Archive for the ‘Advice from the pros’ Category

Just Say No

Write at the top of your page: NO! in caps, with the exclamation point.

Set the timer for two minutes and write everything that comes to mind related to NO!

Grab a clean sheet of paper. This time write at the top of the page a teeny, tiny no without an exclamation point.

Set the timer for two minutes and write all the things that come to mind when no is tiny.

Now flip the pages over. Start with the big NO!. Write YES! at the top and do the same for the big yes. Then write yes at the top of the back side of no. Write for two minutes for the little yes.

At the end, read and enjoy the different writing these words and sizes conjured up. There may not be any ryhme or reason to them, but then again, there may be. You might even be able to harvest some sentences from these four freewrites to make an interesting poem.

Use the cut and paste method. Print up the lines, cut them into strips and start arranging them (no editing of the actual lines). Just see where they lead and play with all kinds of arrangements. When you’re happy, stop!

Post results here.

It was like getting a phone call from Bono

Almost. 🙂

Many of you are familiar, by now, with my writing mentor: Peter Elbow (author of Writing with Power). I have been hunting for his email address for five years. My aim? To thank him for his profound influence on my work as a writer, editor and instructor. Mostly, I wanted to touch the hem of his garment.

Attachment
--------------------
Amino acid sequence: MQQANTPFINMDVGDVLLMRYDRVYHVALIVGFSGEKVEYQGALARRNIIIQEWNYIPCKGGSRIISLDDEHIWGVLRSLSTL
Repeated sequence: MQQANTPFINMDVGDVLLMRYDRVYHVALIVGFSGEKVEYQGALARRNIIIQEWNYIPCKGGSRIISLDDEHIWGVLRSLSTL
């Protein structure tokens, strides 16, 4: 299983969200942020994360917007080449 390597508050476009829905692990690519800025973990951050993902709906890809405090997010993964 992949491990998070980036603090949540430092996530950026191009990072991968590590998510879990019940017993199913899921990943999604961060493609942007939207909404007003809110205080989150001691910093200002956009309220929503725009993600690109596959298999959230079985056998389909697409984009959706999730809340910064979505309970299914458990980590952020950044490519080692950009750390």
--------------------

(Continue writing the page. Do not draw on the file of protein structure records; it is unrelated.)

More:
Fast forward to last week. I attended a book signing. The author happens to work with Jon at Xavier. She and I have become friends, as well. She mentioned in her acknowledgements that Peter Elbow looked at an early manuscript. I jumped on this information.

“Do you have his email address?”


“Do you think he’d mind if I emailed him?”

She assured me that he wouldn’t mind in the least.

So I got up early the next morning and sent him a long overdue thank you note.

Three hours later: Ping! A new email message. From Peter! A rush ran through me. I had a personal email from the master.

Besides being friendly and warm, he sent me two articles to read that speak to issues I’m working through for the high school book. I also shared with him about how he helped me break through writer’s block when I had to write my first graduate level research paper. After ten years of professional writing and editing, you’d think I wouldn’t have struggled. Not! I hit a brick wall reinforced by steel. Dr. Elbow understood and shared a tidbit I want to pass on to you.

So here’s that bit of insight from Dr. Elbow, himself: